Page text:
And that’s all I got. As a romance writer, I was probably a little biased. Okay, I was definitely a lot biased. But as they say in the navy, “oh, well!” I hope this article brought you some chuckles. If you like this article, give me a like or hop on over to my blog (Creole Bayou) and check out what I’m doing at

Enjoy sports romance? Check out my new adult romance, Defending the Net, released on November 10. It is the second in my hockey series and guaranteed to melt the ice. It will be sold at Kindle, Apple Store, Nook, Kobo, !ndigo, Angus & Robertson, and Mondadori Store. It is the second in my hockey series and guaranteed to melt the ice. Order a copy now at Crossing the line could cost the game.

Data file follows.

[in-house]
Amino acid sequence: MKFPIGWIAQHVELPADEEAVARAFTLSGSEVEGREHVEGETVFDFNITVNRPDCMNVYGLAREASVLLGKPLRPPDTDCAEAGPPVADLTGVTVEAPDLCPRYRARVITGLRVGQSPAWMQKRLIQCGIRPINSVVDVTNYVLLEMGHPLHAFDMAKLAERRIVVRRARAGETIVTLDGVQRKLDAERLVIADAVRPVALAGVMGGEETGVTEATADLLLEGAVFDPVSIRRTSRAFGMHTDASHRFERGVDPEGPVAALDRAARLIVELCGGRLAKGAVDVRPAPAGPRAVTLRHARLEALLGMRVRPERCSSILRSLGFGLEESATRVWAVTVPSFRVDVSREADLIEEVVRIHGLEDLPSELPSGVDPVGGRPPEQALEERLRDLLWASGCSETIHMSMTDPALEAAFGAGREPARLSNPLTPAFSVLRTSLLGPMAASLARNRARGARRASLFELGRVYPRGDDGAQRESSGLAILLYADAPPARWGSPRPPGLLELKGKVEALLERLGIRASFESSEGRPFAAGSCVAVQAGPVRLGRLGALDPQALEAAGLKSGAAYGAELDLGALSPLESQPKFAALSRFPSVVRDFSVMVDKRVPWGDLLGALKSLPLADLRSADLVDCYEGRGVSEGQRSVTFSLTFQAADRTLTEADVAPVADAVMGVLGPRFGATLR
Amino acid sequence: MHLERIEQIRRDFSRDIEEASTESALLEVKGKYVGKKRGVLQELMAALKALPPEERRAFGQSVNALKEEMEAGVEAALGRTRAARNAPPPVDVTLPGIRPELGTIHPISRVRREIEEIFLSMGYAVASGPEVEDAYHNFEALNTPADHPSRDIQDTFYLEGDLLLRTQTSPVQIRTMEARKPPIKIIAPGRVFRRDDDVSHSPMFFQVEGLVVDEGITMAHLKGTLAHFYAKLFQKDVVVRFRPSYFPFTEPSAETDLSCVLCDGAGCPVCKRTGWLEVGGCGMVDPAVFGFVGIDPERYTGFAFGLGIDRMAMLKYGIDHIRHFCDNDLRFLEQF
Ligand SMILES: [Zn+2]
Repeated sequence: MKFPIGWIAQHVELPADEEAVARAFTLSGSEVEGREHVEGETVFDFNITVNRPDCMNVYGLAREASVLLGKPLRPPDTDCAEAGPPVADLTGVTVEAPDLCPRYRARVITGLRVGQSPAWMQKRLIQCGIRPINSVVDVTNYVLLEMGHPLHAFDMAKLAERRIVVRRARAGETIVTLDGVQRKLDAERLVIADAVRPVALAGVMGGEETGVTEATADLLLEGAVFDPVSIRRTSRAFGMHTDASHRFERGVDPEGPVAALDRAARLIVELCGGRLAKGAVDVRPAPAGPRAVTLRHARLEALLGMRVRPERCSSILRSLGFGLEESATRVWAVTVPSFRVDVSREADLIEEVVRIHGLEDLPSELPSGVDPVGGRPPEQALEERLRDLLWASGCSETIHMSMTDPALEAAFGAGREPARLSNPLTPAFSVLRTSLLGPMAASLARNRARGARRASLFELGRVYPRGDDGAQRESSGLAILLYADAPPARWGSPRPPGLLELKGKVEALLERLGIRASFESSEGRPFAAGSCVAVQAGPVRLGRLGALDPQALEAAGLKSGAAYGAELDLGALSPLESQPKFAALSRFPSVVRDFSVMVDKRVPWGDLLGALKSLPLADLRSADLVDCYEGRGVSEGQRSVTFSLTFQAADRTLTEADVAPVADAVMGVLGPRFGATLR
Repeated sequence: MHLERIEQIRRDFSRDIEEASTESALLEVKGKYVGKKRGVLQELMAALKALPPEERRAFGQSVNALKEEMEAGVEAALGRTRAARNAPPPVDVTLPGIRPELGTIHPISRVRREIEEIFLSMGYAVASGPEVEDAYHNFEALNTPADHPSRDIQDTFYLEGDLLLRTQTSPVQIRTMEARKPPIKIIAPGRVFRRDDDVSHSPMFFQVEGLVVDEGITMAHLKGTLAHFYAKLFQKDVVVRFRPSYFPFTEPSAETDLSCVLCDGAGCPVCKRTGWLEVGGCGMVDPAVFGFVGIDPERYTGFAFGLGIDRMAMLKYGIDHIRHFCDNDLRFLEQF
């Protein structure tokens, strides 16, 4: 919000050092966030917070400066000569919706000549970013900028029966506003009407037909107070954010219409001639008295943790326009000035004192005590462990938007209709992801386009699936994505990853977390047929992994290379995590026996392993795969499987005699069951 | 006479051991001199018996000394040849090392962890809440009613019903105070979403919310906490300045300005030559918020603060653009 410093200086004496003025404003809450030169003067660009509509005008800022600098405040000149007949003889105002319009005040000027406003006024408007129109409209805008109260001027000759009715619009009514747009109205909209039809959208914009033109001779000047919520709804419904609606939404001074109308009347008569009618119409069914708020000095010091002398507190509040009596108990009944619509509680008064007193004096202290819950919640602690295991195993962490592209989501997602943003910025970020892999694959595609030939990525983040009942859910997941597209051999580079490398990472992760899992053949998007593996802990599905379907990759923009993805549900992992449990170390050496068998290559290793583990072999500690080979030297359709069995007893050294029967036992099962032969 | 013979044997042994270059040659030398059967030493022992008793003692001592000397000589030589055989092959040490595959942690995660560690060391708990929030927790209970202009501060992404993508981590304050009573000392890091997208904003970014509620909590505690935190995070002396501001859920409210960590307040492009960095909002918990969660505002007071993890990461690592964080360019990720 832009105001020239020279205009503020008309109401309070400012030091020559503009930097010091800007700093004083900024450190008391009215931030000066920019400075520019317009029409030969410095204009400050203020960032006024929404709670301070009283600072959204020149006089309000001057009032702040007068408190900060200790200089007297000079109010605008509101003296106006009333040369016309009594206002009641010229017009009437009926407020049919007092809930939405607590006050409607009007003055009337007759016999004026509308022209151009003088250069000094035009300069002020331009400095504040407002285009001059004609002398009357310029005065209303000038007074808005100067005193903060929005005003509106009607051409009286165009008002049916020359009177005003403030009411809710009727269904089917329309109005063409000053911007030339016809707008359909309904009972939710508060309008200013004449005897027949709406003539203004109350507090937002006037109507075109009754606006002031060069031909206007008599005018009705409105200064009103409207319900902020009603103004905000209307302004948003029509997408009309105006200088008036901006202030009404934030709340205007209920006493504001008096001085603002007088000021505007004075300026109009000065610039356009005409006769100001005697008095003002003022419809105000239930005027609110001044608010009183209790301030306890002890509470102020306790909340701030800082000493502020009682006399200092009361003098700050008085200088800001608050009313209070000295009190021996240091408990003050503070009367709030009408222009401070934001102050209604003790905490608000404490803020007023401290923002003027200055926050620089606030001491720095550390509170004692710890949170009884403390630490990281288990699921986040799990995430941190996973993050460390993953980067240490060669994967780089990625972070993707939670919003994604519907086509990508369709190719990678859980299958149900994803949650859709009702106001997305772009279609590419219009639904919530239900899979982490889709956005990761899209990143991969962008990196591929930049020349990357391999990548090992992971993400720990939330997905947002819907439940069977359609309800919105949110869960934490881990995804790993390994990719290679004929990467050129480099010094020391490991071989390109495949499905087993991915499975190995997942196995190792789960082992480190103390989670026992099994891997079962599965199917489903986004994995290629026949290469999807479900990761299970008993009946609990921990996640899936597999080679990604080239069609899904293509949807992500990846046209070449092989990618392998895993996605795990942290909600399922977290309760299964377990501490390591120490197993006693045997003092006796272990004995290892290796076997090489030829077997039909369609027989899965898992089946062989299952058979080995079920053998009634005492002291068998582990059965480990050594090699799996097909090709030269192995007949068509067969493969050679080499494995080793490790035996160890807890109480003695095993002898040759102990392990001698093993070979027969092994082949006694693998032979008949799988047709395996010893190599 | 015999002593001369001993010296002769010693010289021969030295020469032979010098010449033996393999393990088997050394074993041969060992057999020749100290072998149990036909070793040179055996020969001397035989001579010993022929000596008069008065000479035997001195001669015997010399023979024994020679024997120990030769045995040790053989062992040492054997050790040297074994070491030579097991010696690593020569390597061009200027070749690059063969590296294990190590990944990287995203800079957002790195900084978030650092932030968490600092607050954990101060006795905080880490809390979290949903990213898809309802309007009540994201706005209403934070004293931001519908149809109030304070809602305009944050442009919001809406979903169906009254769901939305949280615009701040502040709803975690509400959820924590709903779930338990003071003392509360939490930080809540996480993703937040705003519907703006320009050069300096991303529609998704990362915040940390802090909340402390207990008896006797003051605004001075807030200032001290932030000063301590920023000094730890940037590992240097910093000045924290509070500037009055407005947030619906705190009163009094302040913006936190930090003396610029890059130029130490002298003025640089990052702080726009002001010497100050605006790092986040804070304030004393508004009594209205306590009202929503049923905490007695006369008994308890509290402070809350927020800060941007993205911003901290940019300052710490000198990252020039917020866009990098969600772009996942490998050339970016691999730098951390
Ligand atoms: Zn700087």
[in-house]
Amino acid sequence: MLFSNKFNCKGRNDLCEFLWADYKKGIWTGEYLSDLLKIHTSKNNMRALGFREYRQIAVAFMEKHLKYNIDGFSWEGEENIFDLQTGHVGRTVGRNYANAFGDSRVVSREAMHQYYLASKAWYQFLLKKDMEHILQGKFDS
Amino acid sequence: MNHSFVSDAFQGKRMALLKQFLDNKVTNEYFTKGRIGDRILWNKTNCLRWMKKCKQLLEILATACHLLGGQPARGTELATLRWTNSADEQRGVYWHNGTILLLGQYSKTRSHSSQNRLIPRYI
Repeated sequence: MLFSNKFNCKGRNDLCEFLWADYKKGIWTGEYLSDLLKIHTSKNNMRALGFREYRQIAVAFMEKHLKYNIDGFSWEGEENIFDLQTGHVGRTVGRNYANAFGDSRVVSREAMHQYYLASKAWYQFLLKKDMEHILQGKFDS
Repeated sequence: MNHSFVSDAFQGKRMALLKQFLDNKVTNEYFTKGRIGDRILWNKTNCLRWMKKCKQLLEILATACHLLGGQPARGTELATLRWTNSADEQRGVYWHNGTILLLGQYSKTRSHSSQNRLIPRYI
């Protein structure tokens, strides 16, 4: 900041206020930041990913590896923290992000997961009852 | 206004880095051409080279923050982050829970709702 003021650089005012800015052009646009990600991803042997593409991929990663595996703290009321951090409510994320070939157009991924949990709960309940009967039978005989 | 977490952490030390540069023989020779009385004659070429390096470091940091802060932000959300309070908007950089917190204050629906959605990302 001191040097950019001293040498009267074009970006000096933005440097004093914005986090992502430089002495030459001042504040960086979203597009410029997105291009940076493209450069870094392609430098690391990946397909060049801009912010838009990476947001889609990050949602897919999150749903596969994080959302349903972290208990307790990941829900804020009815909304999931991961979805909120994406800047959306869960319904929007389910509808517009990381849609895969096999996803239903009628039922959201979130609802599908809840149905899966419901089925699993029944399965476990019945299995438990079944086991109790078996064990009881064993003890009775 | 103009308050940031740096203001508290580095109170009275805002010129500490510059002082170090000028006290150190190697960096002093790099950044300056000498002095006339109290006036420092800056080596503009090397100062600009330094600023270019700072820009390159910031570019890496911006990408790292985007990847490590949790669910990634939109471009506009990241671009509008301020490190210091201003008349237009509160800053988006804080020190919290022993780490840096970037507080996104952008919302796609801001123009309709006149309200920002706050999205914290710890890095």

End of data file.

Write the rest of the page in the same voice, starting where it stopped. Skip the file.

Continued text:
Missed the first in my hockey romance series? Don’t worry. Out of the Penalty Box, an adult romance where it’s one minute in the box or a lifetime out is available at It also can be ordered on iTunes, Nook, or Kobo. For more links where to purchase or to read the blurb, please visit

Life’s Roux: Wrong Doors, my steamy romantic comedy, is available at Red Sage Publishing. To order, follow the link to or to Amazon at